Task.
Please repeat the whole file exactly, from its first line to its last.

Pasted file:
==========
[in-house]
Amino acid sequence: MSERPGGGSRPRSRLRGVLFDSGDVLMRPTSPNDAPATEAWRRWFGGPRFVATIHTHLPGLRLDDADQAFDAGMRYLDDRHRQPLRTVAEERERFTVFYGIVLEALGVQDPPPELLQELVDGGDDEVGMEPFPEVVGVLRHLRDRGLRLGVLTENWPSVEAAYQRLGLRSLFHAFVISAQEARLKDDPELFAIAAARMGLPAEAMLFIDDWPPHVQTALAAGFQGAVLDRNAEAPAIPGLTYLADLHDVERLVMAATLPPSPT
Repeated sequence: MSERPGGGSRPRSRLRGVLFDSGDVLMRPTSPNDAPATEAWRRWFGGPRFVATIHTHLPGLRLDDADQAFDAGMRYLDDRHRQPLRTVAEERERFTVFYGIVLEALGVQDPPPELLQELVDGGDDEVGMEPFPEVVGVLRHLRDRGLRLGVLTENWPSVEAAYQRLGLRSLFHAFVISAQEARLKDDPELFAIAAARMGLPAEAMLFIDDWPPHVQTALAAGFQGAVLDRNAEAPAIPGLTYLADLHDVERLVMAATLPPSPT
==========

[in-house]
Amino acid sequence: MSERPGGGSRPRSRLRGVLFDSGDVLMRPTSPNDAPATEAWRRWFGGPRFVATIHTHLPGLRLDDADQAFDAGMRYLDDRHRQPLRTVAEERERFTVFYGIVLEALGVQDPPPELLQELVDGGDDEVGMEPFPEVVGVLRHLRDRGLRLGVLTENWPSVEAAYQRLGLRSLFHAFVISAQEARLKDDPELFAIAAARMGLPAEAMLFIDDWPPHVQTALAAGFQGAVLDRNAEAPAIPGLTYLADLHDVERLVMAATLPPSPT
Repeated sequence: MSERPGGGSRPRSRLRGVLFDSGDVLMRPTSPNDAPATEAWRRWFGGPRFVATIHTHLPGLRLDDADQAFDAGMRYLDDRHRQPLRTVAEERERFTVFYGIVLEALGVQDPPPELLQELVDGGDDEVGMEPFPEVVGVLRHLRDRGLRLGVLTENWPSVEAAYQRLGLRSLFHAFVISAQEARLKDDPELFAIAAARMGLPAEAMLFIDDWPPHVQTALAAGFQGAVLDRNAEAPAIPGLTYLADLHDVERLVMAATLPPSPT